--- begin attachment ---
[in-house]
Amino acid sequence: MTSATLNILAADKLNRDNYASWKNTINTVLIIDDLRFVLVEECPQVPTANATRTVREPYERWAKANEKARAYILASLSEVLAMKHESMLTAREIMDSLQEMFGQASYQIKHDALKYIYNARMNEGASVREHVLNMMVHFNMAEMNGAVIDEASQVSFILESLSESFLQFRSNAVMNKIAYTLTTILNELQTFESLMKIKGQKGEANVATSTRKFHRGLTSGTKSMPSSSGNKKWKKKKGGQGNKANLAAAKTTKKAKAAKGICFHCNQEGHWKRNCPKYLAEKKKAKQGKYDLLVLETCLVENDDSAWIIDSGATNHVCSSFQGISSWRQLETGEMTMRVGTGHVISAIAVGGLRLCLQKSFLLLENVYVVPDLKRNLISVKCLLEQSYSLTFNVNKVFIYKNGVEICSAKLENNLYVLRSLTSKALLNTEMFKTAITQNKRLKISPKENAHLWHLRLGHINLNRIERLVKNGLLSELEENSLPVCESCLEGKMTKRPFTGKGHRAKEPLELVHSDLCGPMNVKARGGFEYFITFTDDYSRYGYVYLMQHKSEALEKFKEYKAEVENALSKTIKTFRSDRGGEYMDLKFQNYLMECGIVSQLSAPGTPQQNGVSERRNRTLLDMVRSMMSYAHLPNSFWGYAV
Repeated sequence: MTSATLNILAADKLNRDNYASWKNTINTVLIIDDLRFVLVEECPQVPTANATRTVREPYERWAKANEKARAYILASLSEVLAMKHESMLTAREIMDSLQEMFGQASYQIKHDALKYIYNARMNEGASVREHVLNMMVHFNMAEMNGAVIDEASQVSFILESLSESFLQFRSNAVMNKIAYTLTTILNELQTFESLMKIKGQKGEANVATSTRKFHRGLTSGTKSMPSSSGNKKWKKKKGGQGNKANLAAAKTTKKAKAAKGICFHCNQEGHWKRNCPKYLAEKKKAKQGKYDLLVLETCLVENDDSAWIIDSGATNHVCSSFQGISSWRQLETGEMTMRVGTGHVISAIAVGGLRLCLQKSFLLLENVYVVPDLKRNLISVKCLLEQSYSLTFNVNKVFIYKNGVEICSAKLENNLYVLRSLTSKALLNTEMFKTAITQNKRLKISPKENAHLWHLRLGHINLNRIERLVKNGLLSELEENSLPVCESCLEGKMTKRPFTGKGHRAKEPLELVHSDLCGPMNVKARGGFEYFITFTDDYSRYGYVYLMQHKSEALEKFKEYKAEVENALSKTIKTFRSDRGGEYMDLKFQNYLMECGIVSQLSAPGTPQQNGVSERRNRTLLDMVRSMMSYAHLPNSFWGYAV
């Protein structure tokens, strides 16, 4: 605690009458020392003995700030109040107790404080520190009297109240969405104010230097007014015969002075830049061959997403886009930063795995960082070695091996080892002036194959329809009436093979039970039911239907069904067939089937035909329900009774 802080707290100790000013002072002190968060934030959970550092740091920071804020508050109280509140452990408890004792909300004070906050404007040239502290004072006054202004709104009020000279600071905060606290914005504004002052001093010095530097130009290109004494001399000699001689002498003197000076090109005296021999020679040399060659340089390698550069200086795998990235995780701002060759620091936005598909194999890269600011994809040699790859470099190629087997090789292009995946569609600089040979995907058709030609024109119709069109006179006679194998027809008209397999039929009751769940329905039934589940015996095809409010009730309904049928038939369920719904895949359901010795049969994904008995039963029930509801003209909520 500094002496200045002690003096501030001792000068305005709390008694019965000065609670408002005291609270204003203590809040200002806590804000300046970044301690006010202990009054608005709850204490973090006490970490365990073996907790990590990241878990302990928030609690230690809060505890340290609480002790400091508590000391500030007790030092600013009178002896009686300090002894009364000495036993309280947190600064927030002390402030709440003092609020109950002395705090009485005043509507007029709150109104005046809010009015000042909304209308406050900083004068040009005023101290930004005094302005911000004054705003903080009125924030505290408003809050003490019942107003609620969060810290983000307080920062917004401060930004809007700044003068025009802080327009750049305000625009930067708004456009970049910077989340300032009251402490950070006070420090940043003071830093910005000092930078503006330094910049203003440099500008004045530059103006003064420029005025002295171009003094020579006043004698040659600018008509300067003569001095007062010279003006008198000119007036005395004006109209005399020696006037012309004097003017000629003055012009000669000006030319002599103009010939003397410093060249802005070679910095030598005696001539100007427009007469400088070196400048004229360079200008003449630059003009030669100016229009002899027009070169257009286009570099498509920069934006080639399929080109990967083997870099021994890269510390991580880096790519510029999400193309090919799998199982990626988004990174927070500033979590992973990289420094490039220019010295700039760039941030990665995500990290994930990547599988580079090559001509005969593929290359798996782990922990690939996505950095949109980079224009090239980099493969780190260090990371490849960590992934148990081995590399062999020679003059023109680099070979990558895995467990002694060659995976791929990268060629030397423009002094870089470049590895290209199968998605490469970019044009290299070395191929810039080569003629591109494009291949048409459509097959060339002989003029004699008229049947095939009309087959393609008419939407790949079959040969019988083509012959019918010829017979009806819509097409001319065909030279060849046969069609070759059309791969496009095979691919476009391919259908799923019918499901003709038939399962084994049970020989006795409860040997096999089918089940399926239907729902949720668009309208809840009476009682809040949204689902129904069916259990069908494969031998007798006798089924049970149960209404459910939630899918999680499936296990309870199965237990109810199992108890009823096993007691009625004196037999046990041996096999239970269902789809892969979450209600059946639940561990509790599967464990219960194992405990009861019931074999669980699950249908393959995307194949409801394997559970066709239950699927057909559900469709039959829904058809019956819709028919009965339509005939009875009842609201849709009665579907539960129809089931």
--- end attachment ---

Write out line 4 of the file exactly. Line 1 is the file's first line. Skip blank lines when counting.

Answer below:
């Protein structure tokens, strides 16, 4: 605690009458020392003995700030109040107790404080520190009297109240969405104010230097007014015969002075830049061959997403886009930063795995960082070695091996080892002036194959329809009436093979039970039911239907069904067939089937035909329900009774 802080707290100790000013002072002190968060934030959970550092740091920071804020508050109280509140452990408890004792909300004070906050404007040239502290004072006054202004709104009020000279600071905060606290914005504004002052001093010095530097130009290109004494001399000699001689002498003197000076090109005296021999020679040399060659340089390698550069200086795998990235995780701002060759620091936005598909194999890269600011994809040699790859470099190629087997090789292009995946569609600089040979995907058709030609024109119709069109006179006679194998027809008209397999039929009751769940329905039934589940015996095809409010009730309904049928038939369920719904895949359901010795049969994904008995039963029930509801003209909520 500094002496200045002690003096501030001792000068305005709390008694019965000065609670408002005291609270204003203590809040200002806590804000300046970044301690006010202990009054608005709850204490973090006490970490365990073996907790990590990241878990302990928030609690230690809060505890340290609480002790400091508590000391500030007790030092600013009178002896009686300090002894009364000495036993309280947190600064927030002390402030709440003092609020109950002395705090009485005043509507007029709150109104005046809010009015000042909304209308406050900083004068040009005023101290930004005094302005911000004054705003903080009125924030505290408003809050003490019942107003609620969060810290983000307080920062917004401060930004809007700044003068025009802080327009750049305000625009930067708004456009970049910077989340300032009251402490950070006070420090940043003071830093910005000092930078503006330094910049203003440099500008004045530059103006003064420029005025002295171009003094020579006043004698040659600018008509300067003569001095007062010279003006008198000119007036005395004006109209005399020696006037012309004097003017000629003055012009000669000006030319002599103009010939003397410093060249802005070679910095030598005696001539100007427009007469400088070196400048004229360079200008003449630059003009030669100016229009002899027009070169257009286009570099498509920069934006080639399929080109990967083997870099021994890269510390991580880096790519510029999400193309090919799998199982990626988004990174927070500033979590992973990289420094490039220019010295700039760039941030990665995500990290994930990547599988580079090559001509005969593929290359798996782990922990690939996505950095949109980079224009090239980099493969780190260090990371490849960590992934148990081995590399062999020679003059023109680099070979990558895995467990002694060659995976791929990268060629030397423009002094870089470049590895290209199968998605490469970019044009290299070395191929810039080569003629591109494009291949048409459509097959060339002989003029004699008229049947095939009309087959393609008419939407790949079959040969019988083509012959019918010829017979009806819509097409001319065909030279060849046969069609070759059309791969496009095979691919476009391919259908799923019918499901003709038939399962084994049970020989006795409860040997096999089918089940399926239907729902949720668009309208809840009476009682809040949204689902129904069916259990069908494969031998007798006798089924049970149960209404459910939630899918999680499936296990309870199965237990109810199992108890009823096993007691009625004196037999046990041996096999239970269902789809892969979450209600059946639940561990509790599967464990219960194992405990009861019931074999669980699950249908393959995307194949409801394997559970066709239950699927057909559900469709039959829904058809019956819709028919009965339509005939009875009842609201849709009665579907539960129809089931």